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Job postings fell in April by about half a million, according to the latest federal data from the Job Postings and Labor Turnover Survey, or JOLTS.

For context, openings were down slightly from the previous month, which was the highest level on record. The number of people leaving their jobs in April also remained near historic highs and layoffs hit a new low. All this to say that the labor market is still quite tight.

Still, it could be as tight as it gets, said Daniel Zhao of job site Glassdoor.

“That doesn’t mean we’re about to head into a recession, it just means the labor market could normalize,” he said. “It may be a bit slower, but ultimately it’s still healthy.”

There are still about 1.9 job vacancies for every unemployed person. On the one hand, it’s good for workers, according to Elise Gould of the Economic Policy Institute.

“We continue to see hiring at a good pace. We continue to see workers resign and seek better opportunities. What I see is a very strong recovery that is continuing,” she said.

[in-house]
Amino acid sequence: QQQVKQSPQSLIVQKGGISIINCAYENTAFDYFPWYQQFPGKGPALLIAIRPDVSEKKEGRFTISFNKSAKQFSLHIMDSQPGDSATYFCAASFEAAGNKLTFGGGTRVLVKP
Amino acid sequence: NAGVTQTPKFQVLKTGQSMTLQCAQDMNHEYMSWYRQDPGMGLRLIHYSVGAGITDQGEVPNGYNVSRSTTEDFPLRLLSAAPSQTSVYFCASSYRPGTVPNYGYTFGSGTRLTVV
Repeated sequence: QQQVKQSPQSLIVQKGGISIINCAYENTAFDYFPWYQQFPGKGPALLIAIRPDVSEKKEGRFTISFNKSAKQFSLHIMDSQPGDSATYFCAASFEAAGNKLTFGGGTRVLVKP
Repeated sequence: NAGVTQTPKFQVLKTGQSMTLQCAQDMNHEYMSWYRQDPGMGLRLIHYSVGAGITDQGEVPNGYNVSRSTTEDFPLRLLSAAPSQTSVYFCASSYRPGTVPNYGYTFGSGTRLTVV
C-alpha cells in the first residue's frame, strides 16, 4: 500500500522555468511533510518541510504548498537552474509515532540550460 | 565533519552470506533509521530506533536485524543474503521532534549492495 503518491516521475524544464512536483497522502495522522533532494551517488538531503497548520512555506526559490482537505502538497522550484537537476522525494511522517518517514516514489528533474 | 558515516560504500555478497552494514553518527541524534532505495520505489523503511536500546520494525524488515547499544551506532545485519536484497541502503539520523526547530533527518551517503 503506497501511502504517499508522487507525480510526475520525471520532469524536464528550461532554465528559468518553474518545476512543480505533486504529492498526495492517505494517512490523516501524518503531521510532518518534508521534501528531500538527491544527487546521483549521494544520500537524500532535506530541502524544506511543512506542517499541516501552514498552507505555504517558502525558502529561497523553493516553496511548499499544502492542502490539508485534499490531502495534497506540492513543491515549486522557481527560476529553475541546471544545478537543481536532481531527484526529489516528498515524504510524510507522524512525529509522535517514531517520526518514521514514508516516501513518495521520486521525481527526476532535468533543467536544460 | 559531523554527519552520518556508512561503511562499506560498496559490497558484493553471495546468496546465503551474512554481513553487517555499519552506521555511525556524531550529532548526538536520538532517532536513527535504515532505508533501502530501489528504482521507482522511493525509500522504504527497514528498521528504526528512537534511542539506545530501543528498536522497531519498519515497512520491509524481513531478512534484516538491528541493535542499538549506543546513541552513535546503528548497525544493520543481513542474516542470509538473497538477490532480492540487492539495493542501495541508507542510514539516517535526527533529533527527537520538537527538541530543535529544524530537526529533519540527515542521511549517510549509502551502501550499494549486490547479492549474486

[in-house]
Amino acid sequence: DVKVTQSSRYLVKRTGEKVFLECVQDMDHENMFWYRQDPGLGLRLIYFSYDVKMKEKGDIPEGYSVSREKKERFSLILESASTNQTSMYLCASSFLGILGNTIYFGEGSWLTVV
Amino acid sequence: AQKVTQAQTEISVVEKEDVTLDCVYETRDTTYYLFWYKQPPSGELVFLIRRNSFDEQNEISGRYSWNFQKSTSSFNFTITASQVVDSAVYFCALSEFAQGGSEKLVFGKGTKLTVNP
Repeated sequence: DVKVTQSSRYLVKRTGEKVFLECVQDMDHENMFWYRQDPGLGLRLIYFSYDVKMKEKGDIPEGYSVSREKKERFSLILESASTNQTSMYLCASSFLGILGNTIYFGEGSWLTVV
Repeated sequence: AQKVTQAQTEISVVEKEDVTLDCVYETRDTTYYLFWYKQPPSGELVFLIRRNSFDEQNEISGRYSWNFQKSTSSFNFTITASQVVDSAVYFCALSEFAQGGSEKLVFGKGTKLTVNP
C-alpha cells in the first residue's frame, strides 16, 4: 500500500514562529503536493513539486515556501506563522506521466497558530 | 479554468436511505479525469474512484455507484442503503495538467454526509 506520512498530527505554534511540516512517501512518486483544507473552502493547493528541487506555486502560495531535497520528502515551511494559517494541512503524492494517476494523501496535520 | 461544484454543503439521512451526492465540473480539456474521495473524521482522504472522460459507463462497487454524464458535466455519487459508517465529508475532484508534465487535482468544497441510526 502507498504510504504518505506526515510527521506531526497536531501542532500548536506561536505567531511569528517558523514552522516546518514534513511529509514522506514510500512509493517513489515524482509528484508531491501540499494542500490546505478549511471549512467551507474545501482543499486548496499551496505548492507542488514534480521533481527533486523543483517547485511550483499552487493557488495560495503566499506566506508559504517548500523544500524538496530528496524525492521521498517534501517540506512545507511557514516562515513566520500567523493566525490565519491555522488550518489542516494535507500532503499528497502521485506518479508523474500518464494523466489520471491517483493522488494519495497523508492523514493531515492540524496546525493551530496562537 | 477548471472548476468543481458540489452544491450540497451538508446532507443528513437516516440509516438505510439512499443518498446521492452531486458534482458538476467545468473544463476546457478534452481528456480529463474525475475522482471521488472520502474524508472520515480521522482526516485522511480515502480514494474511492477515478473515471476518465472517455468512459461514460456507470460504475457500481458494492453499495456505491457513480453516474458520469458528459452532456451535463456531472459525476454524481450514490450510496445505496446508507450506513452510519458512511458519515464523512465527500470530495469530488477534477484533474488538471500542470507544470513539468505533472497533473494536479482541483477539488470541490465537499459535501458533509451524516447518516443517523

But a labor market that remains too tight could contribute to inflation, as Federal Reserve Chairman Jerome Powell explained during an interview with “Marketplace” host Kai Ryssdal last month.

“There is more demand for workers than there are people to fill the jobs, right now, by a substantial margin. And, because of that, wages are rising to unsustainable levels,” Powell said.

Hiring issues could also hamper the growth of some businesses, such as the food tour company run by Avital Ungar, which is struggling to recruit staff for what it hopes will be a busy summer season.

“We would like to hire, you know, passionate foodies and actors, but obviously there are challenges when it’s not a full-time job,” she said.

So far, it doesn’t look like the labor market is driving inflation, according to Betsey Stevenson, an economist at the University of Michigan. “We don’t see that inflation is highest in sectors that pay workers more.”

On the contrary, she says, prices have risen fastest for things that are unaffected by the labor market, such as housing and energy.

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